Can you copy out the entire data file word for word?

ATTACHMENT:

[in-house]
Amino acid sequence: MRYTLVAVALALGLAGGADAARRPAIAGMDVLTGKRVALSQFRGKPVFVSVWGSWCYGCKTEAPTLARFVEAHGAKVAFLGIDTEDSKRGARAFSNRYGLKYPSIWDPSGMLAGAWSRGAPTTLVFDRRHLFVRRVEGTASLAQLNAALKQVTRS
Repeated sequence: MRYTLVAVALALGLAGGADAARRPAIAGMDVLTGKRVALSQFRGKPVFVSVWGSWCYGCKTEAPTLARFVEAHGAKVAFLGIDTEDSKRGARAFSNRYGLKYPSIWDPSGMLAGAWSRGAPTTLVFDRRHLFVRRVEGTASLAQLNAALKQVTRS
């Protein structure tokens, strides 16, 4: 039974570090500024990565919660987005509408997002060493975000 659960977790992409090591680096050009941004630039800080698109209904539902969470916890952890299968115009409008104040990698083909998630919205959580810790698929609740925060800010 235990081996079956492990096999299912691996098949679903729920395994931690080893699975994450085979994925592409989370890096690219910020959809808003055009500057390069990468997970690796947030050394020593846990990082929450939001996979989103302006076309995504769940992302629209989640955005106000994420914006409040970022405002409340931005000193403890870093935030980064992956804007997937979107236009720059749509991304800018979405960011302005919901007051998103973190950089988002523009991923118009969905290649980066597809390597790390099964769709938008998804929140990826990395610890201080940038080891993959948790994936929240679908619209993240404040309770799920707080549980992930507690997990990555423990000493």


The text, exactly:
[in-house]
Amino acid sequence: MRYTLVAVALALGLAGGADAARRPAIAGMDVLTGKRVALSQFRGKPVFVSVWGSWCYGCKTEAPTLARFVEAHGAKVAFLGIDTEDSKRGARAFSNRYGLKYPSIWDPSGMLAGAWSRGAPTTLVFDRRHLFVRRVEGTASLAQLNAALKQVTRS
Repeated sequence: MRYTLVAVALALGLAGGADAARRPAIAGMDVLTGKRVALSQFRGKPVFVSVWGSWCYGCKTEAPTLARFVEAHGAKVAFLGIDTEDSKRGARAFSNRYGLKYPSIWDPSGMLAGAWSRGAPTTLVFDRRHLFVRRVEGTASLAQLNAALKQVTRS
């Protein structure tokens, strides 16, 4: 039974570090500024990565919660987005509408997002060493975000 659960977790992409090591680096050009941004630039800080698109209904539902969470916890952890299968115009409008104040990698083909998630919205959580810790698929609740925060800010 235990081996079956492990096999299912691996098949679903729920395994931690080893699975994450085979994925592409989370890096690219910020959809808003055009500057390069990468997970690796947030050394020593846990990082929450939001996979989103302006076309995504769940992302629209989640955005106000994420914006409040970022405002409340931005000193403890870093935030980064992956804007997937979107236009720059749509991304800018979405960011302005919901007051998103973190950089988002523009991923118009969905290649980066597809390597790390099964769709938008998804929140990826990395610890201080940038080891993959948790994936929240679908619209993240404040309770799920707080549980992930507690997990990555423990000493």